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Designing for the Future We Want: How Usability Can Improve Businesses and Our World

by Cynthia Stipeche, Jason Wolter, and Leigh Anne Bishop


How usability can impact businesses

Design has a huge influence on people's lives. What we design today can have a lasting impact on the world. This year’s theme for World Usability Day is "Design for the Future We Want," inspired by the Sustainable Development Goals, set by the United Nations (UN). These 17 goals on the 2030 agenda provide a roadmap to a more peaceful and prosperous future for all. Usability is one way that companies can improve the world through better experiences.

At BrandExtract, we believe that all companies should care about usability; not only because it can impact business and the bottom line, but also because it's the right thing to do. We sat down with experts from our team – including Jason Wolter (Information Architect), Cynthia Stipeche (Director of Brand Experience), and Leigh Anne Bishop (Web Strategist) – to discuss how usability can impact businesses and our world.

This guide offers insight to business leaders who are considering ways to better serve their clients and improve their user experience. We cover the following:

Q1: Why is usability important for brands?

Cynthia Stipeche: Usability is important for brands because you don’t want to shut out your audience. It’s important because you should always take into consideration your customers or your target audience – which equals users and people who visit your website or other digital properties. If it’s not usable, then you’re not allowing people to get to what you’re trying to sell, explain, or demonstrate. So it makes business sense to provide a usable experience.

Jason Wolter: Usability is important for brands and businesses because it can be a direct correlation to your brand. If someone goes on your website or interacts with your products and they have a frustrating experience or things are difficult to find, that could then transfer in their consciousness to your brand.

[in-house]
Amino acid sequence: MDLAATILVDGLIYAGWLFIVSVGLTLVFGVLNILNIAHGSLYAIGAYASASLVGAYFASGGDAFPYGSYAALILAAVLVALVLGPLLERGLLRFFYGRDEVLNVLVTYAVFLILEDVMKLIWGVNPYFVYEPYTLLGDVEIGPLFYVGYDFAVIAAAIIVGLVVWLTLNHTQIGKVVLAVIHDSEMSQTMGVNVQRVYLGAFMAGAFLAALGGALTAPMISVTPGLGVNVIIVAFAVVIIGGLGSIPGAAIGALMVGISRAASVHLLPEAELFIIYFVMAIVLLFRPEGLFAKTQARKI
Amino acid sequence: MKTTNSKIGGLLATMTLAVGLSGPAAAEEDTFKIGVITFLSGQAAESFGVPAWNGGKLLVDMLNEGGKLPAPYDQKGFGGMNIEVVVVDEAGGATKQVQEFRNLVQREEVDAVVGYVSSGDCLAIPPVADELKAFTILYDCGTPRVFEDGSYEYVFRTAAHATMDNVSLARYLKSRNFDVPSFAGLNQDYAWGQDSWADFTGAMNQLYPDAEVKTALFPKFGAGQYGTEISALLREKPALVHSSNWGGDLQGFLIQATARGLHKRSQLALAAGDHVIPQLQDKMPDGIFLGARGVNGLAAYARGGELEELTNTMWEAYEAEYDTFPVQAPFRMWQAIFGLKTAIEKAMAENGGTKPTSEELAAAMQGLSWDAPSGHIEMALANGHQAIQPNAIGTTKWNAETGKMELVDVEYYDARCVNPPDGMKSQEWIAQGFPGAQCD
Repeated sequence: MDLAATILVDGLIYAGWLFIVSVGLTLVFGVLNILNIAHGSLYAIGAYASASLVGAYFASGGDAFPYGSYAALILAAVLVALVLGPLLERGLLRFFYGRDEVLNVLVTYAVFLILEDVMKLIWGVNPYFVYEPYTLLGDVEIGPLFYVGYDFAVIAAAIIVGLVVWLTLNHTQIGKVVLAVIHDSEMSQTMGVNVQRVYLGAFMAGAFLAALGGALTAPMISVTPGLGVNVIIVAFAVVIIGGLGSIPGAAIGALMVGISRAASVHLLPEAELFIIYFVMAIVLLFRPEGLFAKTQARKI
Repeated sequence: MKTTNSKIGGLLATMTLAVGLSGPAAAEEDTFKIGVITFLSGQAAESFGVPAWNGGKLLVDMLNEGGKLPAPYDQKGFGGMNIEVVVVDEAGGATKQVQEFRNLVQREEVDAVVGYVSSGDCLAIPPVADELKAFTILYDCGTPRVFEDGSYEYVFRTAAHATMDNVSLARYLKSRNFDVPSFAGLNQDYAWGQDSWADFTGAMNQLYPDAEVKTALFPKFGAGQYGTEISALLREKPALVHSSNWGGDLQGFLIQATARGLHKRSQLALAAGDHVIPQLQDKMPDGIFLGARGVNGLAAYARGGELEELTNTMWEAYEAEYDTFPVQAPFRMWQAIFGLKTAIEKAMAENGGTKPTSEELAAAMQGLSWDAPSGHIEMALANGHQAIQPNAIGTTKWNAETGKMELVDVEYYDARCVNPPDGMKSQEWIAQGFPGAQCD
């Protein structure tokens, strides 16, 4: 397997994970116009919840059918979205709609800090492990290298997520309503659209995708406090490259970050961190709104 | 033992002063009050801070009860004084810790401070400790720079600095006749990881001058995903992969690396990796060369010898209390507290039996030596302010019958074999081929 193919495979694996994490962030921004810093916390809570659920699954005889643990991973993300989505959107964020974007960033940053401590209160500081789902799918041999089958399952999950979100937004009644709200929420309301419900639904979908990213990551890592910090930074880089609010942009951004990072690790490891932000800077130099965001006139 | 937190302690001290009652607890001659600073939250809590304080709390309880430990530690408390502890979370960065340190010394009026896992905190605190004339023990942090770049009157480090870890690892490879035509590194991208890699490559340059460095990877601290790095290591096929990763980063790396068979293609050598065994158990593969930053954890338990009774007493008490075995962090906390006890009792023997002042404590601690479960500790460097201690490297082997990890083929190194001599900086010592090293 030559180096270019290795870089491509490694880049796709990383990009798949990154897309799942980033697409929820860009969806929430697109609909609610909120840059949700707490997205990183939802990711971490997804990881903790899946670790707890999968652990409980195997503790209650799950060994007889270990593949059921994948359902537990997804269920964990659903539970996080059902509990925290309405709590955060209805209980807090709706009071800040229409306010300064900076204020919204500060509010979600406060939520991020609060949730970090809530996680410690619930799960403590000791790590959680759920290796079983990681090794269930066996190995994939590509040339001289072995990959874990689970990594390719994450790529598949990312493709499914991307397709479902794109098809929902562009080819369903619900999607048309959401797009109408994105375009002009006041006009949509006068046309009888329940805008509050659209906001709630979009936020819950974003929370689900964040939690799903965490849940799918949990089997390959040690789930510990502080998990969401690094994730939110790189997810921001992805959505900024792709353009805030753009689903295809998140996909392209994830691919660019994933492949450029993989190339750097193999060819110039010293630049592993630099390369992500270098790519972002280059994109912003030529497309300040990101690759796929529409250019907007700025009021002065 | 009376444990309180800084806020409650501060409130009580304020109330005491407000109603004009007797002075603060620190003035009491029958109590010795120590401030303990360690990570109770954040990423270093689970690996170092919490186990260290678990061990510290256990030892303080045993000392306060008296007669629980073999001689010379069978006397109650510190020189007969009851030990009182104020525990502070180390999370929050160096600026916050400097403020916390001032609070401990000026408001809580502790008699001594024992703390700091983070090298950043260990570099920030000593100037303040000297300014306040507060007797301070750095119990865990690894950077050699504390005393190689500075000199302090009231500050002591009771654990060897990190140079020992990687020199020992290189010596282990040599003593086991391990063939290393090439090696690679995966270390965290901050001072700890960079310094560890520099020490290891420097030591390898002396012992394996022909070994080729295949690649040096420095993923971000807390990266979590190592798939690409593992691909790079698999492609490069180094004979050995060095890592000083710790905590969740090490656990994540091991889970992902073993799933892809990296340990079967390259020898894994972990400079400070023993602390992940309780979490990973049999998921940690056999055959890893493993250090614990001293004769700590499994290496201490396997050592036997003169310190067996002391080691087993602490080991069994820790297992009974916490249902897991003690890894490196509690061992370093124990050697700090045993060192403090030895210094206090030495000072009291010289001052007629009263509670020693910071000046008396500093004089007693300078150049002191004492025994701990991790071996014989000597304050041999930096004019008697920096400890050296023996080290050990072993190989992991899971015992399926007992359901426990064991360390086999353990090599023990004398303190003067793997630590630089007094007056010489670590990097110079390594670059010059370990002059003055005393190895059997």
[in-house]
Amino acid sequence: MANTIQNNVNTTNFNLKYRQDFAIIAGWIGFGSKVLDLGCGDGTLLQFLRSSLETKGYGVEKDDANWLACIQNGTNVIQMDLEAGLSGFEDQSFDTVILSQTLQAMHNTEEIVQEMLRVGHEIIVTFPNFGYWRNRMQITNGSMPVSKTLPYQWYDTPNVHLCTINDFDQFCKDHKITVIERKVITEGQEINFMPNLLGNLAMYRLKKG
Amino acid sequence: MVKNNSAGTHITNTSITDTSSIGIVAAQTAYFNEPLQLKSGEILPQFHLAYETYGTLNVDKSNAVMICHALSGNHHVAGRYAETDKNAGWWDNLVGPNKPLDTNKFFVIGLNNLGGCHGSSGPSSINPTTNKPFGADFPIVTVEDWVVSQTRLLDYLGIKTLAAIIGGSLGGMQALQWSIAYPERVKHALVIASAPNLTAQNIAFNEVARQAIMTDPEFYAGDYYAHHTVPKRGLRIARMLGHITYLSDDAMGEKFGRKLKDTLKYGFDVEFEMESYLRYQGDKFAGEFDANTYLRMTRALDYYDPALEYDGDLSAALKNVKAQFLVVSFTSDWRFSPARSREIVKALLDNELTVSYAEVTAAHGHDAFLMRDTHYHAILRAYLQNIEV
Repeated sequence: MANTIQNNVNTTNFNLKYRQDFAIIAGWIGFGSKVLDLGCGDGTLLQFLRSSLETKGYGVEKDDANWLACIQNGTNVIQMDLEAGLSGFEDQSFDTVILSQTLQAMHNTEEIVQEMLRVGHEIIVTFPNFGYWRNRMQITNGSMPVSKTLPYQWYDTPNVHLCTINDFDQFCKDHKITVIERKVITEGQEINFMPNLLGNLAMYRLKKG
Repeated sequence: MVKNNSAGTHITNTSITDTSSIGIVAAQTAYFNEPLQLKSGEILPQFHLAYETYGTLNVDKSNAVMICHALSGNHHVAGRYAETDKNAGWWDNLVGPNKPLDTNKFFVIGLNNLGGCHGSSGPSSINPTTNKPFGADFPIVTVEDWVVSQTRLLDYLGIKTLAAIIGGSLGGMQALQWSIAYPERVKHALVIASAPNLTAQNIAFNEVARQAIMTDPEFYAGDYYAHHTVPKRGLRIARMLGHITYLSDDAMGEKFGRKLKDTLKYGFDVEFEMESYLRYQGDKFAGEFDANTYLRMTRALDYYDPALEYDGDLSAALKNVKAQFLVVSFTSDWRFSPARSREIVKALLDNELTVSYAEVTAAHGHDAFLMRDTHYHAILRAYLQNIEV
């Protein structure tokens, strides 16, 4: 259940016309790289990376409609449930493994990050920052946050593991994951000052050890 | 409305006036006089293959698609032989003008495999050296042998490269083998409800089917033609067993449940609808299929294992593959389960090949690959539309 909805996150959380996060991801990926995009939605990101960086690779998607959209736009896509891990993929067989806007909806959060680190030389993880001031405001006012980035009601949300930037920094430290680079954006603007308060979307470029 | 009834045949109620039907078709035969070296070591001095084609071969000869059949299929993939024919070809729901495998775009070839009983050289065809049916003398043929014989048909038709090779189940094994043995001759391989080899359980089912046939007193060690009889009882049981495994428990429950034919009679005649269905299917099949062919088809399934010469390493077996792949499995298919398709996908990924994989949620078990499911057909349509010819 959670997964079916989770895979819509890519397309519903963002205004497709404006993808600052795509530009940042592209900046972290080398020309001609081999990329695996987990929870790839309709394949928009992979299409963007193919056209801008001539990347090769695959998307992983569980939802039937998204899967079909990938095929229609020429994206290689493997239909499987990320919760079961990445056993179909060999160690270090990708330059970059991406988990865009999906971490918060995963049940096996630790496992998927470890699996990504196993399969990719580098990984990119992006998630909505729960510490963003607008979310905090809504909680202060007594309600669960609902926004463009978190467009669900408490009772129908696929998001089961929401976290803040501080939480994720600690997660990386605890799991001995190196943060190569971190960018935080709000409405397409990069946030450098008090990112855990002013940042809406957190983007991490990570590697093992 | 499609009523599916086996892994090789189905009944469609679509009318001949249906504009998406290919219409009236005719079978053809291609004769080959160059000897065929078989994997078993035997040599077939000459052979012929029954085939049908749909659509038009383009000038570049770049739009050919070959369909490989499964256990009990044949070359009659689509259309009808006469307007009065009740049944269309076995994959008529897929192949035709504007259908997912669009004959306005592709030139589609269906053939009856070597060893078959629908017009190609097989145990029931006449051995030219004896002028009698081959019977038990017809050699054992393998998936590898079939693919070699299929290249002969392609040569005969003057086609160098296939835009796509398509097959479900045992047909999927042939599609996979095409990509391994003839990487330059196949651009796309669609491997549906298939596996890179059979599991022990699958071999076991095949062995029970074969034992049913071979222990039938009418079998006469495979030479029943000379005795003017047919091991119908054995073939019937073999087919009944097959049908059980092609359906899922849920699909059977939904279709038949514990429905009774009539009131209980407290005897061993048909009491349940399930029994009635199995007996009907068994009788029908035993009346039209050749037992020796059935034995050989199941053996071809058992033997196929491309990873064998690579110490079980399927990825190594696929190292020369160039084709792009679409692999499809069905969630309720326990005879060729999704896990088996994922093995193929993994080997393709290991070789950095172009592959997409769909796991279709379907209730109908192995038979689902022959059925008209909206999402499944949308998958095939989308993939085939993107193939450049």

When a user encounters a difficulty, it's a negative currency that can accumulate to the point where a user will get frustrated and leave your site or go somewhere else the next time they are looking for information. So it's important to provide a good experience so that they have a memorable experience and think fondly of your brand.

Q2: What is the future of usability?

Cynthia: I think the recent Supreme Court case regarding the Domino’s website will affect a lot of what happens in the future with usability and accessibility. For those who don’t know: Domino's Pizza had this fun, engaging website that allowed users to order their pizza. You could view where your pizza was in the whole process and who was cooking it. As fun and as engaging as that experience was, it was inaccessible to an audience with disabilities. So, I think that will be a major hot topic going forward.

I also think that brands and customers will develop a better understanding about usability: how it ties in directly to brands and how it can be a serious issue if a user can’t access a site when they need to.

So I think the conversation about usability is going to be more mainstream. Even individuals who may not be as well-versed in what we do will still have a gut feeling when a user experience isn’t working. If you think back 30 or 40 years when you didn’t see wheelchair ramps or accessible bathrooms – it's a similar situation. Today those accommodations are commonplace, and I think we’ll eventually get that in the digital realm.

Jason: A few trends come to mind. Accessibility has become increasingly important as some companies are even facing lawsuits because of inaccessible websites. With millions of people in the world living with disabilities, it’s imperative that interfaces and products be inclusive and usable to all.

Motion Design is another. Using animation, this type of design helps to visually guide users through actions needed to perform a task. It provides a “moment of delight” for users and makes using the product a more memorable and enjoyable experience.

Device Agnostic UI is also becoming increasingly important as devices integrate. From mobile and wearable devices to desktop and virtual reality platforms, users have many different ways to interact with your brand. It’s important that their experiences are seamless between these devices.